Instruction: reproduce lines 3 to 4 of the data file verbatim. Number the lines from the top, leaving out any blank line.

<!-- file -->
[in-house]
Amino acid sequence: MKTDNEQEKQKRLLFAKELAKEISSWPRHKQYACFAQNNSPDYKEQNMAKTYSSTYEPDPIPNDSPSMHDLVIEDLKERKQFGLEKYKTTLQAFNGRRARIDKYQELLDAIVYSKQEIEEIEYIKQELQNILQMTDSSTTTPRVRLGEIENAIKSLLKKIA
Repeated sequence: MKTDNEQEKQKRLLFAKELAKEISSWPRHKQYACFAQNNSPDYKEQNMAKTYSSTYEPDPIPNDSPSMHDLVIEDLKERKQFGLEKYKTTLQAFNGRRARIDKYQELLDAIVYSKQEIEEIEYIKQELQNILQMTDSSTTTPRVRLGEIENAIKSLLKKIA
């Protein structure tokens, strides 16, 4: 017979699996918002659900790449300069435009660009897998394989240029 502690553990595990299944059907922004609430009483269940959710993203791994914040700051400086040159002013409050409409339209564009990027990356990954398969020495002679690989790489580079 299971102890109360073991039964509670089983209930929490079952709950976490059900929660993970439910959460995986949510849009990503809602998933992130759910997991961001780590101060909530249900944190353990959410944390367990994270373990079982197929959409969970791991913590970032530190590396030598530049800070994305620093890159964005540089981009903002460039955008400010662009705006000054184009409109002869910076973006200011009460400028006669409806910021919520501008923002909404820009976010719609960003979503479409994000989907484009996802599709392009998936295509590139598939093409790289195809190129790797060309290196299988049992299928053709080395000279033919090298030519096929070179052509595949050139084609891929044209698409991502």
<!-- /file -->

Repeated sequence: MKTDNEQEKQKRLLFAKELAKEISSWPRHKQYACFAQNNSPDYKEQNMAKTYSSTYEPDPIPNDSPSMHDLVIEDLKERKQFGLEKYKTTLQAFNGRRARIDKYQELLDAIVYSKQEIEEIEYIKQELQNILQMTDSSTTTPRVRLGEIENAIKSLLKKIA
């Protein structure tokens, strides 16, 4: 017979699996918002659900790449300069435009660009897998394989240029 502690553990595990299944059907922004609430009483269940959710993203791994914040700051400086040159002013409050409409339209564009990027990356990954398969020495002679690989790489580079 299971102890109360073991039964509670089983209930929490079952709950976490059900929660993970439910959460995986949510849009990503809602998933992130759910997991961001780590101060909530249900944190353990959410944390367990994270373990079982197929959409969970791991913590970032530190590396030598530049800070994305620093890159964005540089981009903002460039955008400010662009705006000054184009409109002869910076973006200011009460400028006669409806910021919520501008923002909404820009976010719609960003979503479409994000989907484009996802599709392009998936295509590139598939093409790289195809190129790797060309290196299988049992299928053709080395000279033919090298030519096929070179052509595949050139084609891929044209698409991502």